3) Create an Interagency Affordable Housing Regulatory Review Board. This proposal, which does not require action by Congress, already has been approved by the White House and the Of- fice of Management and Budget. The new Board will waive federal regulations that apply to hous- ing proposals in states and localities demonstrating a commitment to regulatory barrier removal. These regulations cover environmental, transportation, labor and other federal requirements, even on many unsubsidized projects. Currently, states seeking such waivers must go through a cumber- some and time-consuming federal review process. The Board would be composed of sub-Cabinet officials from federal agencies, including HUD, the Veterans Administration, the Department of the Interior, and the Army Corps of Engineers. It would expedite reviews, ensure that the states re- ceive full consideration of their requests, and make recommendations to federal agencies on the granting of waivers. 4) Better coordinate federal efforts to promote affordable housing. HUD already has appointed its Assistant Secretary for Policy Development and Research, John C. Weicher, to oversee the re- moval of regulatory barriers to affordable housing. He and his staff will meet with builders, state and local officials, and non-profit and citizens' groups to discuss ways of reducing these barriers. Taken together, these administrative and legislative measures will remove some of the more onerous forms of housing regulation that needlessly raise housing prices and rents. Where legislative action is re- quired, Congress should act forcefully on behalf of Kemp's initiatives.

CONCLUSION The HUD anti-regulatory package will help reduce the cost of housing. HUD officials justifiably are tell- ing those state and local governments that receive or wish to receive federal housing aid to cooperate in mak- ing housing more affordable for American families. Local governments already have shown a willingness to work with state and federal officials in reducing land use and other housing cost burdens.9 Congress can speed up this progress by adopting HUD's anti-regulatory initiatives. The strategy of linking federal aid to state and local governments' removal of regulatory barriers can succeed, especially where HUD provides technical assistance to state and local government and to builders. Ile cost of housing has not risen appreciably-in some areas, not at all-since the onset of the recession in mid-1990. Contrary to what big-government housing advocates have been saying for years, there is no cri- sis either in the cost of the housing itself or in the cost of mortgage money to builders, landlords, and home- owners. There is thus no justification for boosting federal housing subsidies. But there is much justification for reducing excessive regulation. Much of the cost of America's housing still remains artificially high, at least in several of the largest and most heavily populated metropolitan areas of the country. Jack Kemp and his colleagues at HUD want to give states and localities incentives to remove excessive housing and land use regulations. Congress can realize this objective by requiring that federal hous- ing assistance be granted only upon the eventual elimination of these regulations.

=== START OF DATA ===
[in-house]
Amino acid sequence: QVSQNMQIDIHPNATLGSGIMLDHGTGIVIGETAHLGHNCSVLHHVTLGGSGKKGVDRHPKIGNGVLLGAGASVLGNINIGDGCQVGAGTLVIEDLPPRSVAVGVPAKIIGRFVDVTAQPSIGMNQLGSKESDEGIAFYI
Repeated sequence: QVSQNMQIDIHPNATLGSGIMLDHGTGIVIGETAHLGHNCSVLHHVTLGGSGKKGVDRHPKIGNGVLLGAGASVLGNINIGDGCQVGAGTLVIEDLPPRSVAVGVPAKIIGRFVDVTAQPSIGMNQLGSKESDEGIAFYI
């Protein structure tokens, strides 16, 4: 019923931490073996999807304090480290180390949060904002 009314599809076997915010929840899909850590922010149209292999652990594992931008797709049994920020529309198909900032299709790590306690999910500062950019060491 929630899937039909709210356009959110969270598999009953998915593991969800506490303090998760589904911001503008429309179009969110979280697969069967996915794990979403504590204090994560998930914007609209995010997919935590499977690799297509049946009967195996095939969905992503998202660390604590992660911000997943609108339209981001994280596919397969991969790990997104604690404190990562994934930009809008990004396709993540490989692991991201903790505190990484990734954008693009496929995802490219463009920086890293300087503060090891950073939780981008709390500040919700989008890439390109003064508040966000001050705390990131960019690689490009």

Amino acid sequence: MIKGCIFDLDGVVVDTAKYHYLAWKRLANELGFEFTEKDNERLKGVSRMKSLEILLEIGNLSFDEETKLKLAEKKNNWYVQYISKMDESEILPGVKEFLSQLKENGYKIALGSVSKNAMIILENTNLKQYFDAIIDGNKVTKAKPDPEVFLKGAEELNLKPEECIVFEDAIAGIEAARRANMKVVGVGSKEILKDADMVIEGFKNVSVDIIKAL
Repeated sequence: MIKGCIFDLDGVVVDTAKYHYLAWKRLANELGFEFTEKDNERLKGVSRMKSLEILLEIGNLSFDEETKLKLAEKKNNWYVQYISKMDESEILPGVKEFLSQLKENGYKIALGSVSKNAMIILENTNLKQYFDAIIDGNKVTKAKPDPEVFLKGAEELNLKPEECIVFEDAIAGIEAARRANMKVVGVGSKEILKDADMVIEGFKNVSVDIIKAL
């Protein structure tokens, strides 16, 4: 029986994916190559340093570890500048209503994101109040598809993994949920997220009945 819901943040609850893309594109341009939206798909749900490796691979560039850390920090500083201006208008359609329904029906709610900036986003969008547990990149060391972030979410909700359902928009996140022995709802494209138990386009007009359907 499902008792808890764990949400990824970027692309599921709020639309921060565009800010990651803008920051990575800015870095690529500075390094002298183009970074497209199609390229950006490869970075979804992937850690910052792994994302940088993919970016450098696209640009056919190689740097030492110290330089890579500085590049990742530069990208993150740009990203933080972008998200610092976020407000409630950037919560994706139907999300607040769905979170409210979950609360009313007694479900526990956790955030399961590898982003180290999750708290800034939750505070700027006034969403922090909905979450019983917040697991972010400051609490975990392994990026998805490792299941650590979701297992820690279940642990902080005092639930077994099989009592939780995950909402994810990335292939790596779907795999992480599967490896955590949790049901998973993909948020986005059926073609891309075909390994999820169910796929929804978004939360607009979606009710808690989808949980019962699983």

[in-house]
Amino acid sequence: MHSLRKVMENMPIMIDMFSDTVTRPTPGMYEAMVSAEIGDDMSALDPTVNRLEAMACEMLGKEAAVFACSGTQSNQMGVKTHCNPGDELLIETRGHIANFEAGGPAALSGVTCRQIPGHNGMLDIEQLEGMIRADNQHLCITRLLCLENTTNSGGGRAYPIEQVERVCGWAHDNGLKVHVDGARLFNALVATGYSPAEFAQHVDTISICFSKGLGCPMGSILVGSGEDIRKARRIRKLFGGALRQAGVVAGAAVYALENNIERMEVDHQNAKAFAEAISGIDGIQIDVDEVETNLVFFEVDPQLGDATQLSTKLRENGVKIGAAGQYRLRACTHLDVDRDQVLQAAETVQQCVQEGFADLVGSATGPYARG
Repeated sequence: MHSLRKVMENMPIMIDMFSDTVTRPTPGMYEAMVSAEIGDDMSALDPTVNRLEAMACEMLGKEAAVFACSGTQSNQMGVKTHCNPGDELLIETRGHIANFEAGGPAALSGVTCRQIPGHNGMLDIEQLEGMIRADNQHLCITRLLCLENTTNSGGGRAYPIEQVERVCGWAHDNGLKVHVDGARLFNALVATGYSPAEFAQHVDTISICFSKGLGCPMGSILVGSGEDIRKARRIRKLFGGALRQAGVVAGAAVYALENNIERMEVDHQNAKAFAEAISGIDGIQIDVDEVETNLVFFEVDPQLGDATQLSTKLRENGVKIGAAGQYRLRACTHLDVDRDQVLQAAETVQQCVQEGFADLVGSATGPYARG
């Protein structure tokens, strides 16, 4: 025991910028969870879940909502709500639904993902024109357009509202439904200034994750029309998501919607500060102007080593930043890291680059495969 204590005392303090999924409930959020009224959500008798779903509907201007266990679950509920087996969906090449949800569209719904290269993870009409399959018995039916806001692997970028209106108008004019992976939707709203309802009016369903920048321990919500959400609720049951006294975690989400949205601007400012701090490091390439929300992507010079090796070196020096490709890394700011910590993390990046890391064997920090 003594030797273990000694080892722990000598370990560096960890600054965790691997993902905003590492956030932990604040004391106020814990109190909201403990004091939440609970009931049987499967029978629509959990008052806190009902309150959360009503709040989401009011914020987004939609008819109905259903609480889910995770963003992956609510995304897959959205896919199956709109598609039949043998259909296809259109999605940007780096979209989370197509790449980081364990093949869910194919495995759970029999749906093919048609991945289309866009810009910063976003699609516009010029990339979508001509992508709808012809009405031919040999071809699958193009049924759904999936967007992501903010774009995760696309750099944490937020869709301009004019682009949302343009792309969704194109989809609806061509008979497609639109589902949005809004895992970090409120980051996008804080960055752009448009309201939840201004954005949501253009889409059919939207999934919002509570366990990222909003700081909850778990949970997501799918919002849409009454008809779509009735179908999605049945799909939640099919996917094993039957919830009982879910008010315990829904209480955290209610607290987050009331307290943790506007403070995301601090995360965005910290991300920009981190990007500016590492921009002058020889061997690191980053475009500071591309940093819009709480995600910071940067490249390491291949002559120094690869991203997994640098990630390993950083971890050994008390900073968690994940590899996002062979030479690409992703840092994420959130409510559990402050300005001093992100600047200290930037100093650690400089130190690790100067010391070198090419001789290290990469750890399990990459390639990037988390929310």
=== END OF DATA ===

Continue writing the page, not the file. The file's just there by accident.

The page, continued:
Carl F. Horowitz, Ph.D. Policy Analyst

9 In the 1980s, HUD sponsored a nationwide project known as the Joint Venture for Affordable Housing. Local governments, working with HUD and builders, were able to substantially cut per-unit costs in new developments, especially through allowing higher dwelling densities. See U.S. Department of Housing and Urban Development, Office of Policy Development and Research, The Affordable Housing Dentonstration: Case Studies (Washington, D.C.- U.S. Department of Housing and Urban Development, January 1985).


Carl Horowitz

Bradley Fellow in Education Policy